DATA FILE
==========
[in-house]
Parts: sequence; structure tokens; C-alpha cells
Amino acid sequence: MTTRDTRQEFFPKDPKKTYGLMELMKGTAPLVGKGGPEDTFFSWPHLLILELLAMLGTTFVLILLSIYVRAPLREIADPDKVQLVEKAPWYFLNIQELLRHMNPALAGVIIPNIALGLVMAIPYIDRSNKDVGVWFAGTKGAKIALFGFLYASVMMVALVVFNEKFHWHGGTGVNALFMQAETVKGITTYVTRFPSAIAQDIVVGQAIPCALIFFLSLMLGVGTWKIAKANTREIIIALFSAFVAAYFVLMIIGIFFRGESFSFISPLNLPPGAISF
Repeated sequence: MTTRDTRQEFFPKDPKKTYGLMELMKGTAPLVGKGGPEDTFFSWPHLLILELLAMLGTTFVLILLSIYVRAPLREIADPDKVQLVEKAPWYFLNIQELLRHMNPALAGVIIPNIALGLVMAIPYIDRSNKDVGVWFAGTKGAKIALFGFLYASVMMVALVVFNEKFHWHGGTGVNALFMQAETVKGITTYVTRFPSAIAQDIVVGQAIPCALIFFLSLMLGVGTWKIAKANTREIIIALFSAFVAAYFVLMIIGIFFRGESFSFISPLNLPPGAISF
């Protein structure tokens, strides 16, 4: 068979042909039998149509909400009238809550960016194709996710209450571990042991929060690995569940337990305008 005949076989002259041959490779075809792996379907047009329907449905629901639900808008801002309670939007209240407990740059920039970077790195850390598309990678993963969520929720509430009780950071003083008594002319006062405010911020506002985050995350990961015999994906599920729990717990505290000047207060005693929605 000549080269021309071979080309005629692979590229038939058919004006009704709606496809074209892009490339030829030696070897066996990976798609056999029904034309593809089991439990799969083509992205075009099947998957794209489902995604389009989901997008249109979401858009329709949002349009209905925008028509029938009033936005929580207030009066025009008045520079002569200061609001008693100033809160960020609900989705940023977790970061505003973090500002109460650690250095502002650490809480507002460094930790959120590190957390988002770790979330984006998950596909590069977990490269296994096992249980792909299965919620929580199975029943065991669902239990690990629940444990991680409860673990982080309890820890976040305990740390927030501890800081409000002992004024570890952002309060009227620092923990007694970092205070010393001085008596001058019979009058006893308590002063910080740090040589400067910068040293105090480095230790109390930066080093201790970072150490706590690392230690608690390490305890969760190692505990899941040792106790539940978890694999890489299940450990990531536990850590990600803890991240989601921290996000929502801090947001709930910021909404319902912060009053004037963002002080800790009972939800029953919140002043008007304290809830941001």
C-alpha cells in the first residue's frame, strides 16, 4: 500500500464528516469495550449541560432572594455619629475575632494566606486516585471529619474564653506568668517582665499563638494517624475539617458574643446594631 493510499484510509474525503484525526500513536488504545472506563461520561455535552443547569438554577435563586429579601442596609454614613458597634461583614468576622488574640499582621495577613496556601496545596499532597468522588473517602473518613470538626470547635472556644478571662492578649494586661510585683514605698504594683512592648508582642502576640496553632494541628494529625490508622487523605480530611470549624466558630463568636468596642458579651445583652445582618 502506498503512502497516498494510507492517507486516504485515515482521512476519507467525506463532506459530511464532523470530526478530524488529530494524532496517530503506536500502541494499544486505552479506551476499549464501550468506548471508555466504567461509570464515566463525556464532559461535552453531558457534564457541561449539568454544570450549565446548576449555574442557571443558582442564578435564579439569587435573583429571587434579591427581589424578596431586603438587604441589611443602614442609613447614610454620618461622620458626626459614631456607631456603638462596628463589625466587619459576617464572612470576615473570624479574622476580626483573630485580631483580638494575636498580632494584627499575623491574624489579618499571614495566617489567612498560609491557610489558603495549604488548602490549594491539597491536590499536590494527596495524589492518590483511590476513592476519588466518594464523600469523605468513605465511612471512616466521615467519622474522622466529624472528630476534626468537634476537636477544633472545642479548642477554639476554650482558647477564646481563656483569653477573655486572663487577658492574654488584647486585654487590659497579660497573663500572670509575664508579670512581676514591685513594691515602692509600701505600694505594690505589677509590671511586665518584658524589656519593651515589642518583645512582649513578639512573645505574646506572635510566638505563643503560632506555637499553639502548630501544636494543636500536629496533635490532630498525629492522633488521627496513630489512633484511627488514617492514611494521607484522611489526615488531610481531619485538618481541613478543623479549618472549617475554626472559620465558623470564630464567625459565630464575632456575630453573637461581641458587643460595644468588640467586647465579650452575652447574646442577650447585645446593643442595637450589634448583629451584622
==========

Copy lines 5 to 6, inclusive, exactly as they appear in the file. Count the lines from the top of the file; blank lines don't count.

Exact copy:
């Protein structure tokens, strides 16, 4: 068979042909039998149509909400009238809550960016194709996710209450571990042991929060690995569940337990305008 005949076989002259041959490779075809792996379907047009329907449905629901639900808008801002309670939007209240407990740059920039970077790195850390598309990678993963969520929720509430009780950071003083008594002319006062405010911020506002985050995350990961015999994906599920729990717990505290000047207060005693929605 000549080269021309071979080309005629692979590229038939058919004006009704709606496809074209892009490339030829030696070897066996990976798609056999029904034309593809089991439990799969083509992205075009099947998957794209489902995604389009989901997008249109979401858009329709949002349009209905925008028509029938009033936005929580207030009066025009008045520079002569200061609001008693100033809160960020609900989705940023977790970061505003973090500002109460650690250095502002650490809480507002460094930790959120590190957390988002770790979330984006998950596909590069977990490269296994096992249980792909299965919620929580199975029943065991669902239990690990629940444990991680409860673990982080309890820890976040305990740390927030501890800081409000002992004024570890952002309060009227620092923990007694970092205070010393001085008596001058019979009058006893308590002063910080740090040589400067910068040293105090480095230790109390930066080093201790970072150490706590690392230690608690390490305890969760190692505990899941040792106790539940978890694999890489299940450990990531536990850590990600803890991240989601921290996000929502801090947001709930910021909404319902912060009053004037963002002080800790009972939800029953919140002043008007304290809830941001």
C-alpha cells in the first residue's frame, strides 16, 4: 500500500464528516469495550449541560432572594455619629475575632494566606486516585471529619474564653506568668517582665499563638494517624475539617458574643446594631 493510499484510509474525503484525526500513536488504545472506563461520561455535552443547569438554577435563586429579601442596609454614613458597634461583614468576622488574640499582621495577613496556601496545596499532597468522588473517602473518613470538626470547635472556644478571662492578649494586661510585683514605698504594683512592648508582642502576640496553632494541628494529625490508622487523605480530611470549624466558630463568636468596642458579651445583652445582618 502506498503512502497516498494510507492517507486516504485515515482521512476519507467525506463532506459530511464532523470530526478530524488529530494524532496517530503506536500502541494499544486505552479506551476499549464501550468506548471508555466504567461509570464515566463525556464532559461535552453531558457534564457541561449539568454544570450549565446548576449555574442557571443558582442564578435564579439569587435573583429571587434579591427581589424578596431586603438587604441589611443602614442609613447614610454620618461622620458626626459614631456607631456603638462596628463589625466587619459576617464572612470576615473570624479574622476580626483573630485580631483580638494575636498580632494584627499575623491574624489579618499571614495566617489567612498560609491557610489558603495549604488548602490549594491539597491536590499536590494527596495524589492518590483511590476513592476519588466518594464523600469523605468513605465511612471512616466521615467519622474522622466529624472528630476534626468537634476537636477544633472545642479548642477554639476554650482558647477564646481563656483569653477573655486572663487577658492574654488584647486585654487590659497579660497573663500572670509575664508579670512581676514591685513594691515602692509600701505600694505594690505589677509590671511586665518584658524589656519593651515589642518583645512582649513578639512573645505574646506572635510566638505563643503560632506555637499553639502548630501544636494543636500536629496533635490532630498525629492522633488521627496513630489512633484511627488514617492514611494521607484522611489526615488531610481531619485538618481541613478543623479549618472549617475554626472559620465558623470564630464567625459565630464575632456575630453573637461581641458587643460595644468588640467586647465579650452575652447574646442577650447585645446593643442595637450589634448583629451584622